Best Break Ever Part 6: Just another day in paradisePosted: May 18, 2011
Remember how I said two of my favourite days in Australia so far took place in Cairns? Well, you already read about the first one. This post is about the second one.
As I mentioned before, I had the privilege of spending some time in Cairns with Ariana. She spent the first two days on an overnight reef tour, but on the third day, we finally got a chance to explore together. We flipped through brochures for trains through the rainforest, ferries to deserted islands, etc. However, both of us were low on cash, and spending the day relaxing on the beach was beginning to sound better and better. With the help of the very friendly receptionist at our hostel, we found a bus that would take us to Palm Cove, a beach about an hour north of Cairns, for the very budget-friendly price of $10 per round trip ticket. We packed our sunscreen and swimsuits and prepared ourselves for some serious relaxation.
The bus ride took us into quiet neighbourhoods, along the sandy coastline, and through gently billowing fields of sugar cane. When we arrived at Palm Cove, we noticed the beach’s swimming area was enclosed by a frame of netting.
On most beaches in Australia, red and yellow flags indicate swimming areas that are theoretically free of dangerous things like rip currents and sharks. In this part of the country, more drastic measures are necessary because the water is apparently infested by jellyfish and crocodiles and who knows what else. That’s Australian beaches for you–they look gorgeous, but one wrong move and you’re the top headline on the Sydney Morning Herald.
Swimming in the netted area was like floating in a salty pool. It was warm, the sandy bottom was remarkably smooth, and the waves were as gentle as a lake’s. The sea salt lightly coated my lips instead of rushing into my mouth like it inevitably does at most ocean beaches. We floated in the water for a while, and I swam a few laps just because I could.
We took a wander down the beach. The sandy was gradually replaced by dark, wet rocks. Some were made smooth by the waves. Others were bowl-shaped, collecting water in their shallow depressions. A few crabs scuttled out from underneath them as we walked by. That was pretty cool. We walked until the rocky, sandy beach tapered off into a pointy cliff consisting of large, porous rocks.
On the way back, we saw a watercraft rental stand and abstractly considered the possibility of renting a kayak and doing something productive. Then we got ice cream cones for lunch.
We ate them while walking around the neighbourhood, which basically consists of one quiet two-lane street running parallel to the beach. We passed people in fancy beach clothes. I think some people were getting married somewhere. Palm Cove is an upscale resort town, full of quietly luxurious hotels and unpretentious beachfront restaurants. I got the impression it’s a place where Aussies go on holiday. It was nice. Maybe someday, I’ll be able to afford to actually stay there.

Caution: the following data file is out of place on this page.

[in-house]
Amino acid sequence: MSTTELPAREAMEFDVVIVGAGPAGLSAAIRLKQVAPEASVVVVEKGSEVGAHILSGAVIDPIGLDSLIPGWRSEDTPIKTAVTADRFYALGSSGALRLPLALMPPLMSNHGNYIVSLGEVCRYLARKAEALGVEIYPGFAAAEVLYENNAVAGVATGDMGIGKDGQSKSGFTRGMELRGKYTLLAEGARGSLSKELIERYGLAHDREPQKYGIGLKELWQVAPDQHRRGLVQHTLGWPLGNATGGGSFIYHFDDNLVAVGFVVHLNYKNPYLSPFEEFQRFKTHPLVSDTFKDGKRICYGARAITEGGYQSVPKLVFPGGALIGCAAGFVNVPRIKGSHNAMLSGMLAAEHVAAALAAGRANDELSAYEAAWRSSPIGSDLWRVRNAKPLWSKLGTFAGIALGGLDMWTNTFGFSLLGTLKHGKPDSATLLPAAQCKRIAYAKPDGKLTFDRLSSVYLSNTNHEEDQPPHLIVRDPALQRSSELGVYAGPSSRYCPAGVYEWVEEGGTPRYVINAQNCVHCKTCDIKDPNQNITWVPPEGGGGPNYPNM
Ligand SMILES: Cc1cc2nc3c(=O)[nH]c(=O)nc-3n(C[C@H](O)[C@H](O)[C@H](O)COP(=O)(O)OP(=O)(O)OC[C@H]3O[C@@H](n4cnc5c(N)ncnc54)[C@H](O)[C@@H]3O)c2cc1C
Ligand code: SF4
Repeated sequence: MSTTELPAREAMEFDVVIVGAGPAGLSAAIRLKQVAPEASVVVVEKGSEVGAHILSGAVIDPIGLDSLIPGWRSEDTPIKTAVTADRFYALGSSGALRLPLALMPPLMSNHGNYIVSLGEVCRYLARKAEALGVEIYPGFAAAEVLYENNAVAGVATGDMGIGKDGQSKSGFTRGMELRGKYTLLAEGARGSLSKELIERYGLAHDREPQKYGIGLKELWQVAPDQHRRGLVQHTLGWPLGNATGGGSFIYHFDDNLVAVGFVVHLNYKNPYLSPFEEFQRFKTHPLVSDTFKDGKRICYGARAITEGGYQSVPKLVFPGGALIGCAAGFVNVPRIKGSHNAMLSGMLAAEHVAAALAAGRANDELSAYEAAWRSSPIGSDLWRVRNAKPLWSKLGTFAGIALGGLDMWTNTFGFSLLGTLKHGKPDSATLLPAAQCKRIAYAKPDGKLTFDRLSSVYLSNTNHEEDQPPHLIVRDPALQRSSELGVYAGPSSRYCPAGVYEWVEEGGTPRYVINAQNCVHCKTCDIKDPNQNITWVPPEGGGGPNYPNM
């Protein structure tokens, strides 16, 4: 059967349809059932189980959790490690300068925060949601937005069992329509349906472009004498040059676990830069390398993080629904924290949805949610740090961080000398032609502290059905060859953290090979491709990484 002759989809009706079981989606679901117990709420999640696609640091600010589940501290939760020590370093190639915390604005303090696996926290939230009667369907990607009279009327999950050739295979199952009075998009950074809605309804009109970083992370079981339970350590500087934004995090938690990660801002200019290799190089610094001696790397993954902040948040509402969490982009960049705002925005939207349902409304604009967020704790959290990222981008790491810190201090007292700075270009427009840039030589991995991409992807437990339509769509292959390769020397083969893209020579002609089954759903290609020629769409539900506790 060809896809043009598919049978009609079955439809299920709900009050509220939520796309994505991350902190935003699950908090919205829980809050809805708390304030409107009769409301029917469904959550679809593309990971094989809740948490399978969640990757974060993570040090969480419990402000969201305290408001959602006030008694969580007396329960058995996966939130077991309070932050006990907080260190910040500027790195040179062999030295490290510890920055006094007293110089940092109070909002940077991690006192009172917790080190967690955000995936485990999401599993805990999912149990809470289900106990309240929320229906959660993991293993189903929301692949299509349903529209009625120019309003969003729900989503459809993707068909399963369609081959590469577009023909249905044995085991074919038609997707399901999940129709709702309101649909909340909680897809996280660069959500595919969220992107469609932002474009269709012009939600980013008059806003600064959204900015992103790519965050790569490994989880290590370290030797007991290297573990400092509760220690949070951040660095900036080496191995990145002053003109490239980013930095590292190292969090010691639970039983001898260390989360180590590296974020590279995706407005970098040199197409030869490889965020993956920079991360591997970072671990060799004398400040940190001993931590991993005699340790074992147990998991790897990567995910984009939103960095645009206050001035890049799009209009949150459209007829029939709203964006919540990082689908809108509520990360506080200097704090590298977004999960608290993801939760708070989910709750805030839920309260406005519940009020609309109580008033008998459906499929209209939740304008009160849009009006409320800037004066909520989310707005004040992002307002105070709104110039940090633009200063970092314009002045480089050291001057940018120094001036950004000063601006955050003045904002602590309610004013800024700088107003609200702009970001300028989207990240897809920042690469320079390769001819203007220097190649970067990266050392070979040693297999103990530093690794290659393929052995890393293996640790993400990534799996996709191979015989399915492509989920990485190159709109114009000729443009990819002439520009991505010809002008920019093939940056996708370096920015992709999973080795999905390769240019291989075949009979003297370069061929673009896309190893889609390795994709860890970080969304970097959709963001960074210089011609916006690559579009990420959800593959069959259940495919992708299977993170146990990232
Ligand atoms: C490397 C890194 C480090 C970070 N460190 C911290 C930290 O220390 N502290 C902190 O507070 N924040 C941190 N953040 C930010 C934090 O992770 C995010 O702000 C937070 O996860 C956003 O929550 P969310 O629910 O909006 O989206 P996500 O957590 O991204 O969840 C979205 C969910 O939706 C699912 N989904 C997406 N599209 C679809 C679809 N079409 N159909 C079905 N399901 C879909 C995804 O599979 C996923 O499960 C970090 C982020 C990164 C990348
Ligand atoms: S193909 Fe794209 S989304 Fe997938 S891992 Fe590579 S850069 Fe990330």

After our little walk, we actually did rent the kayak. It took us about 30 minutes to paddle out to an island near the beach. The water was incredibly calm, so the ocean paddle was easy, and the views were gorgeous.
There was a private resort on the island (speaking of places I’d love to stay), so we were only allowed to go up to the high tide line. Still, that was enough for us.
The island was perfectly silent except for the calls of various birds in the trees. There were no other people in sight. The beach was covered in seashells and coral pieces of all shapes, sizes, and colours. My feet didn’t appreciate it, but I couldn’t stop staring down at the ground–well, except when I looked up to stare at the ocean view. Ariana and I collected a few pieces of coral, but when we got back to the kayak rental stand, we were informed that it’s illegal to take stuff from beaches in Australia. Oh. I guess that would explain why this beach had so many pieces of coral and shells on it. I didn’t want to be “that person,” so I took a photo of my treasures and released them back into the ocean.
We forced ourselves to leave the island eventually, since we were paying for the kayak rental by the half hour. The wind had picked up and the trip back was a little rough, but we made it.
After returning the kayak, we spent a few more hours relaxing in the water before catching a bus back to Cairns as the sun was setting. I arrived back at the hostel sun-drenched and covered in sand, said goodbye to Ariana, and boarded a shuttle to the Cairns airport for my 11 p.m. flight to Auckland.
As the shuttle pulled away, I realised I’d left a piece of my heart in the ocean side of Queensland. What a beautiful day.